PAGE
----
Public anger grows over police shooting of innocent London man

By Keith Lee
15 October 1999

On Wednesday, September 22 at 7:30 p.m. Harry Stanley, 46, was having a drink in his local pub, The Alexander in Hackney, East London. He had just been released from hospital after undergoing an operation for cancer. At 7:45 p.m. Harry left the pub on the way home to watch a football match. His house was only 600 yards away.

Harry was carrying a coffee table leg in a plastic bag. Unbeknown to him, someone had allegedly phoned the police to tell them Harry was carrying a shotgun. As he reached the junction of Victoria Park Road and Freemont Street, two armed police officers from Scotland Yard's specialist SO19 firearms team pulled up behind him. Both were carrying Glock 9mm self-loading pistols.

The police say they challenged Harry twice as he turned towards his home. Two shots were fired. One hit him in the hand and the other in the head, killing him instantly. The police at the time of the shooting were just 15 feet away. A doctor who came out of his house to attend the victim was told by police to get back inside.

Harry's body was left on the pavement well into the night. Even when the police knew his identity, the family was not told until the next day. His wife and children unknowingly walked past his partially covered body on their way home.

Mr. Stanley was the second person to die at the hands of local police in the last two months. Sarah Thomas died while in custody at Stoke Newington police station. One local resident, Tom Benfield, tied a message to a tree near the shooting stating "Here fell Harry, a neighbour. It can't be right for a piece of wood. We demand answers not fairytales!"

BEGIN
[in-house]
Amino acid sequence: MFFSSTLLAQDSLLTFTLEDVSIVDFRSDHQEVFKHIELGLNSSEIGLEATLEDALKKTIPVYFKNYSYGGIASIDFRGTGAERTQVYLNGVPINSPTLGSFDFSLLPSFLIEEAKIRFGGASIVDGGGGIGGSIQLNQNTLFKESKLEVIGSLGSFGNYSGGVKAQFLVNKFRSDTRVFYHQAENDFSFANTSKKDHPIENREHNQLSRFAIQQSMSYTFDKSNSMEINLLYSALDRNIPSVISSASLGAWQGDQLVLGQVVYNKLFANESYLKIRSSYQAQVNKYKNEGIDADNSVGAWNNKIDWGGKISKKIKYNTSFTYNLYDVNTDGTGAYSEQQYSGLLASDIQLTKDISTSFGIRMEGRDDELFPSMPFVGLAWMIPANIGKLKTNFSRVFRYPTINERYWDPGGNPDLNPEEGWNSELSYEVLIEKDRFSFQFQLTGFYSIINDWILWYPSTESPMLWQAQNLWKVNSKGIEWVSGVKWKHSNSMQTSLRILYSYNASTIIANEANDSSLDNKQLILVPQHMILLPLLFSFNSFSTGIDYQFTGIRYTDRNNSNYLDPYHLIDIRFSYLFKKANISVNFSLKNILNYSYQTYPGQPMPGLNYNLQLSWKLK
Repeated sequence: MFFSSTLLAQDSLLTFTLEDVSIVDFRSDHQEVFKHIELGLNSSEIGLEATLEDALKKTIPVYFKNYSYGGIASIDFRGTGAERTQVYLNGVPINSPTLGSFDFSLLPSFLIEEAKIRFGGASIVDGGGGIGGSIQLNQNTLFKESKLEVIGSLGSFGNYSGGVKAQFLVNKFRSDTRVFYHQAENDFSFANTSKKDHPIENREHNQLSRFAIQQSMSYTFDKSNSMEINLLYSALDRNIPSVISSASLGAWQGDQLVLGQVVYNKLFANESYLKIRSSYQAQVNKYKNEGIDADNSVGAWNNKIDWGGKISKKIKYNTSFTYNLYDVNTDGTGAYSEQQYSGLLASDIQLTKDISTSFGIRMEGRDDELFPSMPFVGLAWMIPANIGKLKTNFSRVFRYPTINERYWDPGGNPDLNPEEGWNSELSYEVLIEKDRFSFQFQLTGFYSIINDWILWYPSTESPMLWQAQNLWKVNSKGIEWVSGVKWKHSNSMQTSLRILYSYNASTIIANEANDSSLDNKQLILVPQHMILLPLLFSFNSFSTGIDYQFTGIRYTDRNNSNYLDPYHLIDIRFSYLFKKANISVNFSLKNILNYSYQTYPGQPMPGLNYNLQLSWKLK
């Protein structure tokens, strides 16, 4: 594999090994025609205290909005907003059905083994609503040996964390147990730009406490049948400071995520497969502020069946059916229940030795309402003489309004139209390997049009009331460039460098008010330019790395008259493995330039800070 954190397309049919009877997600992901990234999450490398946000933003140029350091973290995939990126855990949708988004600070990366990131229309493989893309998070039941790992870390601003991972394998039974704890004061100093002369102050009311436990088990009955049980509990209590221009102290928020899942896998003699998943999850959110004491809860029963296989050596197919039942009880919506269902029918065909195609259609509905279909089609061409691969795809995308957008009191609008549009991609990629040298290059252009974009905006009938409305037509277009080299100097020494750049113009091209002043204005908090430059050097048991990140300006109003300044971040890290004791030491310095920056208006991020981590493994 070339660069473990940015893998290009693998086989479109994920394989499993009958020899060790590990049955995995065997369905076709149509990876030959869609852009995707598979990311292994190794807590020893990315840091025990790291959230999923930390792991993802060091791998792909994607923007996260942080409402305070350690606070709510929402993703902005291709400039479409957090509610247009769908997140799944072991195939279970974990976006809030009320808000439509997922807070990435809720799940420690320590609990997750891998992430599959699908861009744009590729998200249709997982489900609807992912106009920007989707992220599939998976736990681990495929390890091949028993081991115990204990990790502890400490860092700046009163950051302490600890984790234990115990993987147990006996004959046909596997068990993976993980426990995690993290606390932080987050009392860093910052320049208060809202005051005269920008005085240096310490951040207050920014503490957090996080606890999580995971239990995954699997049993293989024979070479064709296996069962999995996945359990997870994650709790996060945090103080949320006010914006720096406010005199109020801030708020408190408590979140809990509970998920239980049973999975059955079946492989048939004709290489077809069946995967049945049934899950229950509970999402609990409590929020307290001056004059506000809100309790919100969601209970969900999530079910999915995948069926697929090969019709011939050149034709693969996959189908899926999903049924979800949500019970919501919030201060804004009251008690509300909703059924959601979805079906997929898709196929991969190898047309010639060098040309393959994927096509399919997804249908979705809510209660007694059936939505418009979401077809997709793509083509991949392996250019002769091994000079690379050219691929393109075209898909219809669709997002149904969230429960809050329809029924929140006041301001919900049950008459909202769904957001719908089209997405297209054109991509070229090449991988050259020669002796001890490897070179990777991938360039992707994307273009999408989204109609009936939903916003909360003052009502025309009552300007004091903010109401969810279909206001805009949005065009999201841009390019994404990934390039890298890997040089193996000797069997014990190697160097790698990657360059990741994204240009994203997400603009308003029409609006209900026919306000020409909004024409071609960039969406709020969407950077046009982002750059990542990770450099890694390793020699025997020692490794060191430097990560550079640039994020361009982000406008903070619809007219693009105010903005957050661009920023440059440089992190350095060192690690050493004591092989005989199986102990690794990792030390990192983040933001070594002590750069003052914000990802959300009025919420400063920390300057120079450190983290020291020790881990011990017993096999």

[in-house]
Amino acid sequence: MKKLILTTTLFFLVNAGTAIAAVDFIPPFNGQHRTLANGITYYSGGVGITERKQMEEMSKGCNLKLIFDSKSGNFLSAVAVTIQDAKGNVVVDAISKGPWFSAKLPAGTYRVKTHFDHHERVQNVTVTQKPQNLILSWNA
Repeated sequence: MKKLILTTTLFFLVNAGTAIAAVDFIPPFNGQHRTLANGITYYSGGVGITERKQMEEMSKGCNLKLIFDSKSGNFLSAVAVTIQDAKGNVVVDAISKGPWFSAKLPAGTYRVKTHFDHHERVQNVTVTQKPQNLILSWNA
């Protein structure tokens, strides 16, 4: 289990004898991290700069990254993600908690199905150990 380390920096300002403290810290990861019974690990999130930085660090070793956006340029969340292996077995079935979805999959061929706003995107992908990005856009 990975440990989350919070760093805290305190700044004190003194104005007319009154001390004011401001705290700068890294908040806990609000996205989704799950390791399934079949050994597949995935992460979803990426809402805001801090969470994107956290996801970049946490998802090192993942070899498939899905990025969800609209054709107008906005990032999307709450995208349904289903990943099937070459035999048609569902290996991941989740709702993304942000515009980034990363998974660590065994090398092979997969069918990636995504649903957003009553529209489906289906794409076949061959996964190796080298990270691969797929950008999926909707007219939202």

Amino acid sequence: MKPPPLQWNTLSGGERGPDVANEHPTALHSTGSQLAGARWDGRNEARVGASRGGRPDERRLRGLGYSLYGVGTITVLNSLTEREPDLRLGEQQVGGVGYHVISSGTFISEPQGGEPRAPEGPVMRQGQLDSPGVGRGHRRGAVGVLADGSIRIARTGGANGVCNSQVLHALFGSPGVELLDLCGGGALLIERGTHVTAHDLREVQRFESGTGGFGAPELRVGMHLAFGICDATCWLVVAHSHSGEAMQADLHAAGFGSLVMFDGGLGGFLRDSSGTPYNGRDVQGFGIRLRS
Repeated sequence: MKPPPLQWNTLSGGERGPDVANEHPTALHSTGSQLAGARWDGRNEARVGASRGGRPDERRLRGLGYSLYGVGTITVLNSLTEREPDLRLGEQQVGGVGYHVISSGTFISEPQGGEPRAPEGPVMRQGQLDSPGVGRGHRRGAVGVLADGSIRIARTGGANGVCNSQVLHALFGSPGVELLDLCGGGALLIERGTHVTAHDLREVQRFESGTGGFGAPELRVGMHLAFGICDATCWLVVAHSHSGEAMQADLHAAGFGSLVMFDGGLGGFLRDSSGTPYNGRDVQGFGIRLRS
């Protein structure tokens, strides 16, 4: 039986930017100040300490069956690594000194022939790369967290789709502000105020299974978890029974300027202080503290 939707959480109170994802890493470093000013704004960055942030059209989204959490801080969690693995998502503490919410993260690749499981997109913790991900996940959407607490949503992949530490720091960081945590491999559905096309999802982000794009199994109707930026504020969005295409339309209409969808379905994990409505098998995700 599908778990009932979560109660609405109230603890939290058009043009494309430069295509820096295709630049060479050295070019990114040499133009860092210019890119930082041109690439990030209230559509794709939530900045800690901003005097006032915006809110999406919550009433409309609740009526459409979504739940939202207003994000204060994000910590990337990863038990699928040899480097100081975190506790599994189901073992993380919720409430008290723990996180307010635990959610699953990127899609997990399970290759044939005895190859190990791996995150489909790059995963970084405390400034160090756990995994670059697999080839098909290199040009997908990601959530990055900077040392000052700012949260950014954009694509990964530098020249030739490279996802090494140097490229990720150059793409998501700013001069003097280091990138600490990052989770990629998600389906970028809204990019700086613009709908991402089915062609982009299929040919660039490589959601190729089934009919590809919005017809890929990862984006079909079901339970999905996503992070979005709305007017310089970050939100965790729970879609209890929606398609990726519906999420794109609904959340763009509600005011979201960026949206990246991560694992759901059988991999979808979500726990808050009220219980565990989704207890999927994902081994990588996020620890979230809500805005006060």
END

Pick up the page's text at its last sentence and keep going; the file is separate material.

Last weekend the family spoke out for the first time since the shooting. Harry's eldest son Jason told the press: “For an unarmed man walking home to be shot in this way is amazing. No one should die under these circumstances. For him to die of cancer I could handle, but for him to be shot by the police is not something I can take in or believe."

Anger is widespread throughout the local area. At a public meeting called by the family on October 7, Mitch Dublin, a Unison Convenor at St. Andrews Road cleaning depot, reported a two-hour meeting by workers expressing their sympathy with the family. Collections have been made throughout the area.

Jason Stanley thanked everyone for coming and said, " I hope it doesn't happen to another family. If we get everyone behind us we'll take it all the way."

Hugh Callaghan of the Birmingham Six, who was falsely convicted of the bombing of a Birmingham pub by the IRA, said he was involved in a miscarriage of justice and was at the meeting to offer his support to the family. “When I look back at what happen to me and I see what has happened to Harry, has anything changed as regard miscarriages of justice? The police are still fitting people up and still murdering people on the streets”, he said.

A resident of Gore Road said that the police had been in position for an hour before the murder. Several people called for a public inquiry into the shooting, as opposed to one conducted by the police.

Traditionally police in Britain have remained unarmed, but this is increasingly a thing of the past. Operations involving Armed Response Vehicles (ARVs) of the type used by SO19 officers in the Stanley killing have increased in England and Wales from 2,423 four years ago to 7,510 last year. During the last year alone, armed police were deployed on 1,345 occasions. Harry Stanley was the third person to be shot dead this year. In January, an officer was charged with murder and manslaughter following the killing of James Ashley, 39, who was shot while he lay unarmed in bed with his girlfriend.